The OIL-IN-SOIL™ field screening test kit is an inexpensive, simple and rapid qualitative sampling test for identifying the presence of hydrocarbons including LNAPLs and DNAPLs in soil. The OIL-IN-SOIL™ test kit is a visually enhanced version of the old Soil-Water Shake Test for the presence of oils and petroleum products. Users add soil to a line on the label, add water to another line on the label and shake the jar to release the dyes. The Kit comes in 3 colors: One kit uses the original SUDAN IV which colors the hydrocarbon red. The OIL-IN-SOIL™ Kits also comes in a Royal Blue color called OIL-IN-SOIL™RB . A colored ring or spots indicates the presence of oil or petroleum at above 2,500 ppm.TPH). A Styrofoam ball turning pink or light blue, depending on the dye used will indicate hydrocarbon down to 500 ppm. Many DNAPLs will give indications below 10 ppm because of their ability to penetrate the styrene use din the jar.
The OIL-IN-SOIL™ field screening test kits are useful tools for reducing the cost of Phase I and Phase II site assessments, by reducing the time and costs associated with delineating the perimeter, depth and direction of spills in soil. They are also often used with core samples to identify organic substances.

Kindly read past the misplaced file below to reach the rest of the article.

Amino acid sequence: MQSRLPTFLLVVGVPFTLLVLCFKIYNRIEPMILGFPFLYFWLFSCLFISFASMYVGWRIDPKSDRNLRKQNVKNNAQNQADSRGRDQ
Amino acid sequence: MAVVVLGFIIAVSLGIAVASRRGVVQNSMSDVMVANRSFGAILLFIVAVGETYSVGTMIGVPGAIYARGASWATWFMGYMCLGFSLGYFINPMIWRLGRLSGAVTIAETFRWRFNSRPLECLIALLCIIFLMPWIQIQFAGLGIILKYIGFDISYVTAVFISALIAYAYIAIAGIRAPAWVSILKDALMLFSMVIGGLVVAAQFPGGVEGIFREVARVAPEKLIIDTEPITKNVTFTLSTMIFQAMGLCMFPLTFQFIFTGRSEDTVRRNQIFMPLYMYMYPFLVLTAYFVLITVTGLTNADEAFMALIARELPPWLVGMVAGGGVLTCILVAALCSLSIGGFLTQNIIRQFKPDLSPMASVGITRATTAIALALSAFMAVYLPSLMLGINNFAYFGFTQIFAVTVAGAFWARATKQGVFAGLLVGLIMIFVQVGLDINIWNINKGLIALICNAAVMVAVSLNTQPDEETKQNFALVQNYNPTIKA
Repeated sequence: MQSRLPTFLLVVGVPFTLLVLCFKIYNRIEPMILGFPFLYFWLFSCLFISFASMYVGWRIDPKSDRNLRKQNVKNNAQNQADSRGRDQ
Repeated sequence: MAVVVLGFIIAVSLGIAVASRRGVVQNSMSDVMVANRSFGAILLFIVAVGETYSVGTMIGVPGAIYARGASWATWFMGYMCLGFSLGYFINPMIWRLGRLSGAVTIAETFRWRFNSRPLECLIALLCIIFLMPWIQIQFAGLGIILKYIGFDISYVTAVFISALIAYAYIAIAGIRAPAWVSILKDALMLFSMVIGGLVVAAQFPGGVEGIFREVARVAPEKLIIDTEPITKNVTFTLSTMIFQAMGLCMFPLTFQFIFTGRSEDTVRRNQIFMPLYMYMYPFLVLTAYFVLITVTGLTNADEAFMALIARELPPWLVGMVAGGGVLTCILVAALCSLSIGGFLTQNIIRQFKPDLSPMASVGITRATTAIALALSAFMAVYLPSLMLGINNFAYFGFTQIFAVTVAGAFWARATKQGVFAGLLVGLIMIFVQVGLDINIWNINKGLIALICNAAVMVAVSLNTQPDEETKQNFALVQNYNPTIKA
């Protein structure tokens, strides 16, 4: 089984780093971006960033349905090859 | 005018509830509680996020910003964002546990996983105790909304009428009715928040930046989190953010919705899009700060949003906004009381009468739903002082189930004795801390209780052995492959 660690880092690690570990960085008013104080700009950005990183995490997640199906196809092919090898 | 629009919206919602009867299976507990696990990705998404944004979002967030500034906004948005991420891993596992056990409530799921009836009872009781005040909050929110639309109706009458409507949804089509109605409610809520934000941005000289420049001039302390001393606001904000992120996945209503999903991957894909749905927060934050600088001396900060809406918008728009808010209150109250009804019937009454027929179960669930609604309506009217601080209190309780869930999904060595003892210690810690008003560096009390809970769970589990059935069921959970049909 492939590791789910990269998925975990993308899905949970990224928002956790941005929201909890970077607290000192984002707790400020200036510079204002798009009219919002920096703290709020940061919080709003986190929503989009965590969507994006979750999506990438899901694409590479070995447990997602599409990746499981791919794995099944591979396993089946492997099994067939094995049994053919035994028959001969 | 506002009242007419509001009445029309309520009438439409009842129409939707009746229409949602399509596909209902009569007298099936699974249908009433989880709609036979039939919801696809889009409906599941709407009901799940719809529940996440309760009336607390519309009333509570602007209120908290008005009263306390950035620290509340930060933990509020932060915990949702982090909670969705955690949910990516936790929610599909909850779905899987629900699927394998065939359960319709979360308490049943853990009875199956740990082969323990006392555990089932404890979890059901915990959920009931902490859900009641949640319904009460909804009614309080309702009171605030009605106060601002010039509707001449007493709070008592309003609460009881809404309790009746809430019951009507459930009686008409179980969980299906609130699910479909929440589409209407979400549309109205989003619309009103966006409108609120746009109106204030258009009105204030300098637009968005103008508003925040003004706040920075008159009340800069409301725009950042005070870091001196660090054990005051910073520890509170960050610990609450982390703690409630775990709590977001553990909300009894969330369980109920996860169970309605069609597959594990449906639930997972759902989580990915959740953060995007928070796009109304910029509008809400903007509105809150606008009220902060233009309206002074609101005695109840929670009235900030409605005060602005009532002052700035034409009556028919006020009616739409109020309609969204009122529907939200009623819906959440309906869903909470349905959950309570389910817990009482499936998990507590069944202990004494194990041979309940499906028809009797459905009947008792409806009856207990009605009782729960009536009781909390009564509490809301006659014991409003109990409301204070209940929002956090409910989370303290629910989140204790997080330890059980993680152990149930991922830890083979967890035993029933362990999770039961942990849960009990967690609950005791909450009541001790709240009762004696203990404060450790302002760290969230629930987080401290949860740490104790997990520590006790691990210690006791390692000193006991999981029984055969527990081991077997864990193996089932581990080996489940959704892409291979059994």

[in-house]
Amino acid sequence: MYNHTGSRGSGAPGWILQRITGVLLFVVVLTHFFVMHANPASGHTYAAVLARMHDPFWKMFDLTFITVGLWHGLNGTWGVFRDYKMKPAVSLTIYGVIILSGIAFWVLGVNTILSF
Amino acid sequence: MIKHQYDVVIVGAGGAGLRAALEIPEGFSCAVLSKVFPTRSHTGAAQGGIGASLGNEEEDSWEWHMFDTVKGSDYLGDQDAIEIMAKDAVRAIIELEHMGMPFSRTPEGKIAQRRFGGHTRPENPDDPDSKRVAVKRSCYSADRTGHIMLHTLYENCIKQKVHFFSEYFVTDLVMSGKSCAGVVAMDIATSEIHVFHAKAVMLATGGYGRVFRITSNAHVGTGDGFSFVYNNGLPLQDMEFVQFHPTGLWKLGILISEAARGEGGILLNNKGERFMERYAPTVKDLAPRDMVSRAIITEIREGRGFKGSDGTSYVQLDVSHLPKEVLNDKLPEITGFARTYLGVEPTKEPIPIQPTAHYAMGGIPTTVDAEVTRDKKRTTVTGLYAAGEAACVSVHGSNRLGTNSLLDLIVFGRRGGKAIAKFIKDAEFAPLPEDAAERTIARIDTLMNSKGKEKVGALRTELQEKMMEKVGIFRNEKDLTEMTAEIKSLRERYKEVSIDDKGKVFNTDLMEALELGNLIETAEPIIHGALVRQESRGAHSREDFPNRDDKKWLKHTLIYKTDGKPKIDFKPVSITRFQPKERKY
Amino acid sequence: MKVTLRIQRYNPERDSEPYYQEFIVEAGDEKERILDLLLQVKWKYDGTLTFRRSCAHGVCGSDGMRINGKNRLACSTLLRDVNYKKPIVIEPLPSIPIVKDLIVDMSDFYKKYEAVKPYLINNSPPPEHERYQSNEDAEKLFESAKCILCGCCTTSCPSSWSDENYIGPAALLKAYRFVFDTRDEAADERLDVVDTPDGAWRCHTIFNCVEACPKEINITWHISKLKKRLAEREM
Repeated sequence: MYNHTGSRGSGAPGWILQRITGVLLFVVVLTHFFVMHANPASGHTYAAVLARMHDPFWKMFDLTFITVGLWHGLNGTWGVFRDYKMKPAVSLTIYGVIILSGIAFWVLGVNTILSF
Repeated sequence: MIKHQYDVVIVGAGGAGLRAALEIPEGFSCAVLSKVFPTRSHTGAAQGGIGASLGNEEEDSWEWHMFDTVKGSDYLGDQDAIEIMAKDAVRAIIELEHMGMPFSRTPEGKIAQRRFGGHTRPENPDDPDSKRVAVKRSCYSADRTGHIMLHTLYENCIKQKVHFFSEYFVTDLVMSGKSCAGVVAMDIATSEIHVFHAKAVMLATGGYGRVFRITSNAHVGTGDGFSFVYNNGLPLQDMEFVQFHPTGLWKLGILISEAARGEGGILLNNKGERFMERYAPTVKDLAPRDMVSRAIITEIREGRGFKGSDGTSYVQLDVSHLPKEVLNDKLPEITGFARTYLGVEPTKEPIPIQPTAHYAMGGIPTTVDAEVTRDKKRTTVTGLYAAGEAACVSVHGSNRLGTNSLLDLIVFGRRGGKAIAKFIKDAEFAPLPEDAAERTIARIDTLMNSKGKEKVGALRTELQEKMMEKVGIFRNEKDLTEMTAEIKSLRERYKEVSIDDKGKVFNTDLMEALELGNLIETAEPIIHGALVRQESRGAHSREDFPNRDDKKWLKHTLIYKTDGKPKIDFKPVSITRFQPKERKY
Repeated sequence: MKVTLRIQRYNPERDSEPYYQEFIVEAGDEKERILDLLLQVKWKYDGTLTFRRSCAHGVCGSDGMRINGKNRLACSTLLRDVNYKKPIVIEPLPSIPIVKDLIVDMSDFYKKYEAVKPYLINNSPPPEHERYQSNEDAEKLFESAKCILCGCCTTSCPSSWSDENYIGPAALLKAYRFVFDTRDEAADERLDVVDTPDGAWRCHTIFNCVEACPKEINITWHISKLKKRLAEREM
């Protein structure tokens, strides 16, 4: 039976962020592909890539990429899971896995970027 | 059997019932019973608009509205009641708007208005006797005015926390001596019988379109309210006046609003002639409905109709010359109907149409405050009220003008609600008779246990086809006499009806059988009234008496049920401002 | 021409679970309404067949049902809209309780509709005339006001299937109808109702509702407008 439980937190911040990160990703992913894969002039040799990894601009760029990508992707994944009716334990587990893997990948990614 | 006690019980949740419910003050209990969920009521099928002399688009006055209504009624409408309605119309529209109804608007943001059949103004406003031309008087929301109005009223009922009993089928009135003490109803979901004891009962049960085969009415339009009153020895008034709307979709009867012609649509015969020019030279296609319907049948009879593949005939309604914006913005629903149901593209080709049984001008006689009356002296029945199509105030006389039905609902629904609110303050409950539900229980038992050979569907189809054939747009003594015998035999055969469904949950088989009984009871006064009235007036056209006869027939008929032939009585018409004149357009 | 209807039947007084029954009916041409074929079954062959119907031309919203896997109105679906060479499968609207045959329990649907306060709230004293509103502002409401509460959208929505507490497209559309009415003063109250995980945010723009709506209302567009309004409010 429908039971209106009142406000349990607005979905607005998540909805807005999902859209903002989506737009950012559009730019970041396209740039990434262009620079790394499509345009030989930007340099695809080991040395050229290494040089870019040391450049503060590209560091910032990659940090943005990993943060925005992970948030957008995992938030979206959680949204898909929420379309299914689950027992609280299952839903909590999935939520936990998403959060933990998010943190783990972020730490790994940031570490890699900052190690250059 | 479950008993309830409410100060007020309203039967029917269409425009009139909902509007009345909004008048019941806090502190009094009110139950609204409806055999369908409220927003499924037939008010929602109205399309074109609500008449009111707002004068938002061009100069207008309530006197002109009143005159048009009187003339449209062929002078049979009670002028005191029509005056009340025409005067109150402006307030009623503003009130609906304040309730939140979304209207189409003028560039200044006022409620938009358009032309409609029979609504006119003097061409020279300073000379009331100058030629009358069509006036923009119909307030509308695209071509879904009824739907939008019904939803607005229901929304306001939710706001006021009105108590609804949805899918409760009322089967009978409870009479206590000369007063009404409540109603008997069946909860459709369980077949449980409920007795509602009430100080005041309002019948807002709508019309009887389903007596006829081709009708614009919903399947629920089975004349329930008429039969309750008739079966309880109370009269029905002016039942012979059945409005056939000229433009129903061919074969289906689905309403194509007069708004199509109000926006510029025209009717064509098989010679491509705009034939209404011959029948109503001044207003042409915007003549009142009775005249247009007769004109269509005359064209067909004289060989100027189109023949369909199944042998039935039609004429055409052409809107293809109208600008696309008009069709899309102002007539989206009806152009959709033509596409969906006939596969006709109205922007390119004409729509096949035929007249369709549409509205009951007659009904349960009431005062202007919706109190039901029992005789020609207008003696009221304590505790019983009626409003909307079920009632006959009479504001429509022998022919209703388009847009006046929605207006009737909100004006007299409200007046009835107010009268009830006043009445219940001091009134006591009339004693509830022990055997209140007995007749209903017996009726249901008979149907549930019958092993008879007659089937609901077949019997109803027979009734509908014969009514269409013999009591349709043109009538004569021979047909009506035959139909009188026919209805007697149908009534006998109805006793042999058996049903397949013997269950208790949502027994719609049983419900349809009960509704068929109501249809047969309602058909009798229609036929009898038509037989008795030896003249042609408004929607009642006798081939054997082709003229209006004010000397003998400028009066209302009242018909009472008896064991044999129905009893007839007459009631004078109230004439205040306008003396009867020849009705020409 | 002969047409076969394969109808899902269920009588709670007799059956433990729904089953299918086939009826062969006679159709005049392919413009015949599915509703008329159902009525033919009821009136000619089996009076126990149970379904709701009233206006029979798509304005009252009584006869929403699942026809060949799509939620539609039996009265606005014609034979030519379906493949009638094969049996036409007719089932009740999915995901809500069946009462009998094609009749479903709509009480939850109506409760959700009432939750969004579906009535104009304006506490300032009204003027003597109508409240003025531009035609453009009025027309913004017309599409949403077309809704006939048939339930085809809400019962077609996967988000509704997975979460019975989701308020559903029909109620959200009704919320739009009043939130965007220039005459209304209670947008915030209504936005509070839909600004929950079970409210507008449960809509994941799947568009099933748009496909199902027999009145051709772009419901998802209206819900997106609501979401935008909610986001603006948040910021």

Rapid delineation of hydrocarbons and DNAPL spill boundaries in soil, results in more rapid removal of contaminants from the environment. The OIL-IN-SOIL™ kit uses a deminimus quantity of Sudan IV which is encapsulated in a soluble cube – thus decreasing the hazards to the test user from airborne particulate Sudan IV and overcoming the problems associated with disposal of larger quantities of a mutagenic dye. We have recently switched to a new manufacturer whose dye is non mutagenic.
The OIL-IN-SOIL™ kits provide an inexpensive, consistent tool for the detection of hydrocarbons (+- 500 ppm TPH) in soil. They are easy to use and require minimal training – thus reducing the need for ongoing expensive technical support on site. The OIL-IN-SOIL™ kits have been sold commercially for several years and are used for Phase I and Phase II site assessments by most major environmental companies and several utility companies throughout the USA .
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